Reality on the ground in Iraq

Contrary to the rosy pictures painted by commanding General Raymond Odierno and the mainstream media, conditions in Iraq are extremely dire. Over a million Iraqis were killed by occupying forces over the six years, leaving millions of orphans and shattered families. Tens of thousands of Iraqis languish in occupation jails. Two million Iraqis have fled the country; 3.7 million are internally displaced. Less than 100,000 returned to their homes last year.

Baghdad has an average of 15 hours of electricity a day. About half the population has access to more than 12 hours of electricity a day. 50% of Iraqis lack adequate housing; less than half of Iraqis have access to drinking water and only 20% have access to sanitation services. Only 30% of Iraqis have access to any level of health services – never mind that most hospitals are severely understaffed and undersupplied. Unemployment and underemployment haunt millions of Iraqis who struggle to make ends meet for their families.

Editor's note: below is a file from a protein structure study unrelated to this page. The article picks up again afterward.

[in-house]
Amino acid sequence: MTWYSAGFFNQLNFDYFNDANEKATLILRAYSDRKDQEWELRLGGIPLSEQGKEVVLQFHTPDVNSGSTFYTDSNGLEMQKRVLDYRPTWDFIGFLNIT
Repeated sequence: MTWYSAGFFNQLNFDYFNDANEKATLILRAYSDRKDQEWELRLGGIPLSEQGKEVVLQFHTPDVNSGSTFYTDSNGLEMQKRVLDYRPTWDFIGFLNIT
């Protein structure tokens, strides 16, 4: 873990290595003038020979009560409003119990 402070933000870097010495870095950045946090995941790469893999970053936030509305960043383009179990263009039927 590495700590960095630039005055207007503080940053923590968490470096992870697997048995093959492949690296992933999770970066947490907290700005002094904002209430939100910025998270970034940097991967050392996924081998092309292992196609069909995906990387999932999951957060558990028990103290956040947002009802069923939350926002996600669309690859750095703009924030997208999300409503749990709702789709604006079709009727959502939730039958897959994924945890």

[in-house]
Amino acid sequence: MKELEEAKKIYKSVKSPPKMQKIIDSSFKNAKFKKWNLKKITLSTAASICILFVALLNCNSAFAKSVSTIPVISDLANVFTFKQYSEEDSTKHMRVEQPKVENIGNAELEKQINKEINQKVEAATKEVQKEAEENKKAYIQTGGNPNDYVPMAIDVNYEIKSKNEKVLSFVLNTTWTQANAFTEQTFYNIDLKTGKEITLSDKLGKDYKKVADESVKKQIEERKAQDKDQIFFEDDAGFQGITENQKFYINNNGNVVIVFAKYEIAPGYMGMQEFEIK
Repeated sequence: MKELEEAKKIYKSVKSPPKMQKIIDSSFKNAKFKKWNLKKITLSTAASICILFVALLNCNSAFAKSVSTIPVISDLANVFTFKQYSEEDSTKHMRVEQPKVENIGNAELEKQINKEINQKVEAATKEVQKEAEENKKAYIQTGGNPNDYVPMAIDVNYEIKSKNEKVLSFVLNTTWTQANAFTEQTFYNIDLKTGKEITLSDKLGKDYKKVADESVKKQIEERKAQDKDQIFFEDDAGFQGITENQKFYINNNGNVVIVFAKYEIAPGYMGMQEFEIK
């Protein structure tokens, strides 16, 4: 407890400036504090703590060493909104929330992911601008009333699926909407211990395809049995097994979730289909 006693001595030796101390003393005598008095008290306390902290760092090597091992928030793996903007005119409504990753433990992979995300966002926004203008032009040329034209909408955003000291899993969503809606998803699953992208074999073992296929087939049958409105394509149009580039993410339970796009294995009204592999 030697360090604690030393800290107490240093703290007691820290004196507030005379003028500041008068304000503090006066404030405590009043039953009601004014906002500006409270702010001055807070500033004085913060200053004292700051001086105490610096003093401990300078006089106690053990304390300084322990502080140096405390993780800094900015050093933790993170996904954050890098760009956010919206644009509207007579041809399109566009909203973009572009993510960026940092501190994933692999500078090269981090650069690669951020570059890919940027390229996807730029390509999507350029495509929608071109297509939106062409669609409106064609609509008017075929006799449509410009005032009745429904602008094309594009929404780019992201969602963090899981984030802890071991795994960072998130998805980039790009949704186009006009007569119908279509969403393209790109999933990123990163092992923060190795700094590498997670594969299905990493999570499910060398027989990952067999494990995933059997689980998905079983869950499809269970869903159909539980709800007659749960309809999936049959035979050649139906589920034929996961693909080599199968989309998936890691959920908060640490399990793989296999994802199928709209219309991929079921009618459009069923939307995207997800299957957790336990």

In the 1970s and 1980s, oil revenues were used to benefit the entire Iraqi population and Iraq had one of the most advanced medical systems, best educational systems and highest literacy rates in the Middle East. Today, all of that has been destroyed. 

End the occupation

As the occupation drags into its seventh year, the need to rebuild the anti-war movement and pressure the U.S. to withdraw from Iraq has never been greater. Despite the propaganda and the lies to the contrary, nothing progressive or democratic can emerge in Iraq until the hated occupation is ended and Iraq’s people are free to determine their own destiny. Progressives in the United States must support the patriotic forces who resist the occupation and do everything possible to hasten the day of Iraq’s liberation.


5 responses to “Iraq: Elections under the barrel of the occupier’s gun

  1. The “anti-imperialist Iraqi government” of Saddam Hussein…lol.

    • Tom,